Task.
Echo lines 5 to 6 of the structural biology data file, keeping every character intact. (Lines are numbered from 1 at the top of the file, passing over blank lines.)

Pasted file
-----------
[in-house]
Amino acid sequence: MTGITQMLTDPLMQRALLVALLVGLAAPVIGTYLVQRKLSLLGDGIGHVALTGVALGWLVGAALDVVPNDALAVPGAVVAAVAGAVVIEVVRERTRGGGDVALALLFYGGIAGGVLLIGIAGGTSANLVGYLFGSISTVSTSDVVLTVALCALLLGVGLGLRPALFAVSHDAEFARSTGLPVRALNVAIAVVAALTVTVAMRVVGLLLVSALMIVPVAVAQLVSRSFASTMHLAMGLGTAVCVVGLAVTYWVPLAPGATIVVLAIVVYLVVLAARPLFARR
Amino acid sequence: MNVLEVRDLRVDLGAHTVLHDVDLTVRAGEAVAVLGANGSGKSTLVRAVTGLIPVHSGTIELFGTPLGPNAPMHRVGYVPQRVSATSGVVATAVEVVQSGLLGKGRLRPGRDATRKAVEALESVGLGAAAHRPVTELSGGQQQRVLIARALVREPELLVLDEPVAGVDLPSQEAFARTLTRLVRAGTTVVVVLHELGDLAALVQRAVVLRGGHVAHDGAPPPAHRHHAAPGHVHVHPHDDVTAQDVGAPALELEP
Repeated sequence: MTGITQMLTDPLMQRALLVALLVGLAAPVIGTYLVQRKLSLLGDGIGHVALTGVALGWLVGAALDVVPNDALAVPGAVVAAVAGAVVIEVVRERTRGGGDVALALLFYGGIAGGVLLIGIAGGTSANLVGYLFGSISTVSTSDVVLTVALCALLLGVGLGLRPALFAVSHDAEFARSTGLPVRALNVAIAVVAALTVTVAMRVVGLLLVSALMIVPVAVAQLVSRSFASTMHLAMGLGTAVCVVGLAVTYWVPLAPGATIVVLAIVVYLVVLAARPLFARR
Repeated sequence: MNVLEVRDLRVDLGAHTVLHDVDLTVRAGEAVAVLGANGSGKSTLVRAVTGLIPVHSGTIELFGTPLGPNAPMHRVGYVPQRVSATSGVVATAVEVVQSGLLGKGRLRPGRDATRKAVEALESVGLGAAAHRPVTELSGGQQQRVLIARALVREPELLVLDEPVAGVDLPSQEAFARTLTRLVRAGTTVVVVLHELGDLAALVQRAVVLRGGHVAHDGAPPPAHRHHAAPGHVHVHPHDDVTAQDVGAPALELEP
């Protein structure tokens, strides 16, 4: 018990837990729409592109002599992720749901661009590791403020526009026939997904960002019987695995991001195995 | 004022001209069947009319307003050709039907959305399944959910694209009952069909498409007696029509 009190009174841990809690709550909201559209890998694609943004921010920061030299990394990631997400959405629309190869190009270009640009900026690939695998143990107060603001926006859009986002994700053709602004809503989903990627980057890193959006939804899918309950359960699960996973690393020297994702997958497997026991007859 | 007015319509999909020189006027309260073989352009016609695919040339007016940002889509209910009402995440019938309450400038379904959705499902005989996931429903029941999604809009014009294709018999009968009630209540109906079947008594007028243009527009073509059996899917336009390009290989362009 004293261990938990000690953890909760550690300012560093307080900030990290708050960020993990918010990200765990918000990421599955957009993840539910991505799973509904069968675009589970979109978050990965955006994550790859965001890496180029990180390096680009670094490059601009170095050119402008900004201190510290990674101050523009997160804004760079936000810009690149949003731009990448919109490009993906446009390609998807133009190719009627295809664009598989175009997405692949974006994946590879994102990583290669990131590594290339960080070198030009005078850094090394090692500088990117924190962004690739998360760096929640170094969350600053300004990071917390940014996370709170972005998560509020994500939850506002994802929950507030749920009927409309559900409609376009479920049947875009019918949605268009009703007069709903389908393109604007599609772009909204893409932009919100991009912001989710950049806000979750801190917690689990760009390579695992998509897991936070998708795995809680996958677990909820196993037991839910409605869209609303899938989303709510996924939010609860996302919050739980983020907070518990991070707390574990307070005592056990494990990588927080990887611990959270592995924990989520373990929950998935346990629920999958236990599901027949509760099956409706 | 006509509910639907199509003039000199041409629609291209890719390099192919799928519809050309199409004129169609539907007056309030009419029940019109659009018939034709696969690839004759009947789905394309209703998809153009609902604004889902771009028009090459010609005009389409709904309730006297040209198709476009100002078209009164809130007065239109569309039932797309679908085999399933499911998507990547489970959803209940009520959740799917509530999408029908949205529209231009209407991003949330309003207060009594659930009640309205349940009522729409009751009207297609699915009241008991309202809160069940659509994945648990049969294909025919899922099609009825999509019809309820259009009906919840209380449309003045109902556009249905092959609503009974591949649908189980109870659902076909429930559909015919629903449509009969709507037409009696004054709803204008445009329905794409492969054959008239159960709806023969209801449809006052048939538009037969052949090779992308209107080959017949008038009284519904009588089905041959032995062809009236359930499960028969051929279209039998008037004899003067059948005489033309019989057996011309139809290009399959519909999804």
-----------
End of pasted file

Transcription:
Repeated sequence: MNVLEVRDLRVDLGAHTVLHDVDLTVRAGEAVAVLGANGSGKSTLVRAVTGLIPVHSGTIELFGTPLGPNAPMHRVGYVPQRVSATSGVVATAVEVVQSGLLGKGRLRPGRDATRKAVEALESVGLGAAAHRPVTELSGGQQQRVLIARALVREPELLVLDEPVAGVDLPSQEAFARTLTRLVRAGTTVVVVLHELGDLAALVQRAVVLRGGHVAHDGAPPPAHRHHAAPGHVHVHPHDDVTAQDVGAPALELEP
């Protein structure tokens, strides 16, 4: 018990837990729409592109002599992720749901661009590791403020526009026939997904960002019987695995991001195995 | 004022001209069947009319307003050709039907959305399944959910694209009952069909498409007696029509 009190009174841990809690709550909201559209890998694609943004921010920061030299990394990631997400959405629309190869190009270009640009900026690939695998143990107060603001926006859009986002994700053709602004809503989903990627980057890193959006939804899918309950359960699960996973690393020297994702997958497997026991007859 | 007015319509999909020189006027309260073989352009016609695919040339007016940002889509209910009402995440019938309450400038379904959705499902005989996931429903029941999604809009014009294709018999009968009630209540109906079947008594007028243009527009073509059996899917336009390009290989362009 004293261990938990000690953890909760550690300012560093307080900030990290708050960020993990918010990200765990918000990421599955957009993840539910991505799973509904069968675009589970979109978050990965955006994550790859965001890496180029990180390096680009670094490059601009170095050119402008900004201190510290990674101050523009997160804004760079936000810009690149949003731009990448919109490009993906446009390609998807133009190719009627295809664009598989175009997405692949974006994946590879994102990583290669990131590594290339960080070198030009005078850094090394090692500088990117924190962004690739998360760096929640170094969350600053300004990071917390940014996370709170972005998560509020994500939850506002994802929950507030749920009927409309559900409609376009479920049947875009019918949605268009009703007069709903389908393109604007599609772009909204893409932009919100991009912001989710950049806000979750801190917690689990760009390579695992998509897991936070998708795995809680996958677990909820196993037991839910409605869209609303899938989303709510996924939010609860996302919050739980983020907070518990991070707390574990307070005592056990494990990588927080990887611990959270592995924990989520373990929950998935346990629920999958236990599901027949509760099956409706 | 006509509910639907199509003039000199041409629609291209890719390099192919799928519809050309199409004129169609539907007056309030009419029940019109659009018939034709696969690839004759009947789905394309209703998809153009609902604004889902771009028009090459010609005009389409709904309730006297040209198709476009100002078209009164809130007065239109569309039932797309679908085999399933499911998507990547489970959803209940009520959740799917509530999408029908949205529209231009209407991003949330309003207060009594659930009640309205349940009522729409009751009207297609699915009241008991309202809160069940659509994945648990049969294909025919899922099609009825999509019809309820259009009906919840209380449309003045109902556009249905092959609503009974591949649908189980109870659902076909429930559909015919629903449509009969709507037409009696004054709803204008445009329905794409492969054959008239159960709806023969209801449809006052048939538009037969052949090779992308209107080959017949008038009284519904009588089905041959032995062809009236359930499960028969051929279209039998008037004899003067059948005489033309019989057996011309139809290009399959519909999804």